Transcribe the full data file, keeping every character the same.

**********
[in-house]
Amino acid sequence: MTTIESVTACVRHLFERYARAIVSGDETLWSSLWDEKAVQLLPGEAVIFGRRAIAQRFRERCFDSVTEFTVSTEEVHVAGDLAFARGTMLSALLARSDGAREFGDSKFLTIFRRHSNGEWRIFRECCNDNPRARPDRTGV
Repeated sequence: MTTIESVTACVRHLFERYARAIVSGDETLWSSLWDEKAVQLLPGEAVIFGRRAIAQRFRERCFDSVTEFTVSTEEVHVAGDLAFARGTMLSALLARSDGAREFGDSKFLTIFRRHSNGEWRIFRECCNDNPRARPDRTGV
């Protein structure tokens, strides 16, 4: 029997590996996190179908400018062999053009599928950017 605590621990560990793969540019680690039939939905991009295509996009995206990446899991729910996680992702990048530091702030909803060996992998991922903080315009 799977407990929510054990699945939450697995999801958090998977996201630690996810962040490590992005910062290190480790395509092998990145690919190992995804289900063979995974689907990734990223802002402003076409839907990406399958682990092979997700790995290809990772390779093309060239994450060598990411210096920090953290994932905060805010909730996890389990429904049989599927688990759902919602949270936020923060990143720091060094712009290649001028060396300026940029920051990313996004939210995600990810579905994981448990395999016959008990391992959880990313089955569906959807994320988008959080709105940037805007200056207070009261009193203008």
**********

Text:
[in-house]
Amino acid sequence: MTTIESVTACVRHLFERYARAIVSGDETLWSSLWDEKAVQLLPGEAVIFGRRAIAQRFRERCFDSVTEFTVSTEEVHVAGDLAFARGTMLSALLARSDGAREFGDSKFLTIFRRHSNGEWRIFRECCNDNPRARPDRTGV
Repeated sequence: MTTIESVTACVRHLFERYARAIVSGDETLWSSLWDEKAVQLLPGEAVIFGRRAIAQRFRERCFDSVTEFTVSTEEVHVAGDLAFARGTMLSALLARSDGAREFGDSKFLTIFRRHSNGEWRIFRECCNDNPRARPDRTGV
């Protein structure tokens, strides 16, 4: 029997590996996190179908400018062999053009599928950017 605590621990560990793969540019680690039939939905991009295509996009995206990446899991729910996680992702990048530091702030909803060996992998991922903080315009 799977407990929510054990699945939450697995999801958090998977996201630690996810962040490590992005910062290190480790395509092998990145690919190992995804289900063979995974689907990734990223802002402003076409839907990406399958682990092979997700790995290809990772390779093309060239994450060598990411210096920090953290994932905060805010909730996890389990429904049989599927688990759902919602949270936020923060990143720091060094712009290649001028060396300026940029920051990313996004939210995600990810579905994981448990395999016959008990391992959880990313089955569906959807994320988008959080709105940037805007200056207070009261009193203008």